Our children study in St. Mary’s ICSE School, Navi Mumbai. In one of the visits to the school, I remember reading a poster :
Love your children and more so when you think they don’t deserve it.
This message made home in my mind and have been thinking about it for a long time.
Isn’t this statement contradictory? Why should children be loved when they don’t deserve it? Let’s see different scenarios between children and parents to understand this.
Child is happy
If the child is happy due to some achievement or recognition, she is in good mood and behaves very well. Any external endorsement or support is not required. But generally we find that we parents reward them with some goodies and children do not mind it. But actually, they have got their own reward in terms of recognition and the happiness that comes along with it.
Child is upset
Now imagine a case wherein the child has had a bad day due to any of the reasons –
- Poor grades in the exam or
- Losing a match/race or
- Fight with someone.
The child is trying to cope up with the situation and is emotionally charged – either on someone else or on herself. She needs some support to come out of this. But generally, we as parents add fuel to the fire. Imagine our statements –
- “If you do this again, then you will have it”
- “You better improve your grades or forget the new PS2”
- “You better work hard and practice for the next race or stop going for the extra class” and so on.
Just step into the shoes of the poor child. She realizes that some mistake has happened.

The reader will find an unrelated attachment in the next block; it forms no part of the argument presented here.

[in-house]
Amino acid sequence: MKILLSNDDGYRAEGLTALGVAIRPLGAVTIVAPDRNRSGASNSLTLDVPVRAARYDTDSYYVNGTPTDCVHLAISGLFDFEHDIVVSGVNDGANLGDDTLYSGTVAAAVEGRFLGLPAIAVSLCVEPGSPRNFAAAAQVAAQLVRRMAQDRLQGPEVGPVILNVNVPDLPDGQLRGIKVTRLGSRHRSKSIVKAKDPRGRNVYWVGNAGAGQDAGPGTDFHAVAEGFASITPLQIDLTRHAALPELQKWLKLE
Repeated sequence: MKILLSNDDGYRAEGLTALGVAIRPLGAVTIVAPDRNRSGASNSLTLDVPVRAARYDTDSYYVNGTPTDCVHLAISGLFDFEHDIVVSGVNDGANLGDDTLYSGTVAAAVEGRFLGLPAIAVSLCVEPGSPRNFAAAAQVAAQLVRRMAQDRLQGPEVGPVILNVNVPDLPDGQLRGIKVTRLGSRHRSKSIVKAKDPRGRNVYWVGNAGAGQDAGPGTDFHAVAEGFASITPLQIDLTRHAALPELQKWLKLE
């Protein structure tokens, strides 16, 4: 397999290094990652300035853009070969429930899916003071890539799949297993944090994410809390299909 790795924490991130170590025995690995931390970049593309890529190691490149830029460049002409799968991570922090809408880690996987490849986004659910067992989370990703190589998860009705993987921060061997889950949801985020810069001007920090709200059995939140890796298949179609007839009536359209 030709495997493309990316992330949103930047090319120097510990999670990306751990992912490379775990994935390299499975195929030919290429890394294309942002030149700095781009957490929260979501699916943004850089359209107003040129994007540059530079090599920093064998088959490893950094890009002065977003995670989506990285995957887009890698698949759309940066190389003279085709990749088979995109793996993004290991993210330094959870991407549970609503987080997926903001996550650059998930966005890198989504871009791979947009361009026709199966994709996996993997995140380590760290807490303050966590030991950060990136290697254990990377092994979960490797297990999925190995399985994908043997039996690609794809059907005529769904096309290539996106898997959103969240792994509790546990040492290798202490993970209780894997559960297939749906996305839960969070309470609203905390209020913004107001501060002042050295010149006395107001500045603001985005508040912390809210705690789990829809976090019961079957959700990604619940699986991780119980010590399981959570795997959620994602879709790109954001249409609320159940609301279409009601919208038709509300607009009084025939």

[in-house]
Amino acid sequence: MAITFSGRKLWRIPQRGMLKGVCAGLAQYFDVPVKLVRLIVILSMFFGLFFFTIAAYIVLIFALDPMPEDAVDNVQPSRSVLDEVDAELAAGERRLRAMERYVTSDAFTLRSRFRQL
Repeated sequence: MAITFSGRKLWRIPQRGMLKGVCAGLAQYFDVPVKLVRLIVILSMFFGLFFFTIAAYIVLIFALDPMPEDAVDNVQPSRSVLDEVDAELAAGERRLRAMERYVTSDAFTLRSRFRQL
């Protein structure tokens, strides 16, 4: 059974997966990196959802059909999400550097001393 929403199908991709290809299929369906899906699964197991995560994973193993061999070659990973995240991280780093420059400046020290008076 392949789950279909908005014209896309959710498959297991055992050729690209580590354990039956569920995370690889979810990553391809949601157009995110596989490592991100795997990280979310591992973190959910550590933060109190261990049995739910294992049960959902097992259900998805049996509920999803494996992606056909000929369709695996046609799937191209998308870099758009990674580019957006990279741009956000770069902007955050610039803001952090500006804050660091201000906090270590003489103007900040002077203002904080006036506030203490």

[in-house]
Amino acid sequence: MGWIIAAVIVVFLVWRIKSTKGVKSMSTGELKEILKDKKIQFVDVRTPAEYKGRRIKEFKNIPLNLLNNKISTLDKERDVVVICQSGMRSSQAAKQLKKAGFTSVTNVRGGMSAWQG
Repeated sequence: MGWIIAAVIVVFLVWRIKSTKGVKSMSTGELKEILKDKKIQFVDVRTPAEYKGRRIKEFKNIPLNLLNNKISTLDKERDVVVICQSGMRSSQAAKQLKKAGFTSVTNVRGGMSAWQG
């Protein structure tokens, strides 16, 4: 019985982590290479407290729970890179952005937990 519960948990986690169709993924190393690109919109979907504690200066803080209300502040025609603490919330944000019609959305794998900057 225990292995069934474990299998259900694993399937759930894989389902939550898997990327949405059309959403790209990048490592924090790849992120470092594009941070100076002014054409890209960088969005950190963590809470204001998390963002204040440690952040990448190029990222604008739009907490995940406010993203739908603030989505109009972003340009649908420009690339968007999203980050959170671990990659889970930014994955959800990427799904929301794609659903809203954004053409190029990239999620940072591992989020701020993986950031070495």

Children do not need any sermon when they are upset. They only need someone to listen without passing judgements. If parents do not play that role, where would the child go?
This is an important juncture wherein the communication between the child and the parent either blossoms or starts breaking down!
Confidence and self-image
As is written by many experts, the confidence of a person is linked to her self-image, which in turn is based on being felt lovable and capable. In a situation where the child is feeling upset, what would make her feel lovable and capable? This is where the parent and teacher’s role become critical. By being with the child in the toughest time, they can give that boost to the self-image of the child in addressing both these needs.
They can shower the parental love at this juncture and this is where – “Love your children and more so when you think they don’t deserve it” comes into the picture.
On the question of being felt capable, you cannot weave the false stories of capabilities when she has experienced a defeat. However, you can help by acknowledging the existence of that feeling and then let the child come out with the positives or learning from the experience and we as parents can appreciate the efforts being put by her.
As a parents of 2 children, I know that to implement the above is not easy and is a test of patience. But this is the essential role as parents. We have to ensure that our children become ready to face various eventualities, including facing upsets and defeats and still get up to fight again. The ultimate reward for the parents is when our children do this with confidence and keep their self-image intact.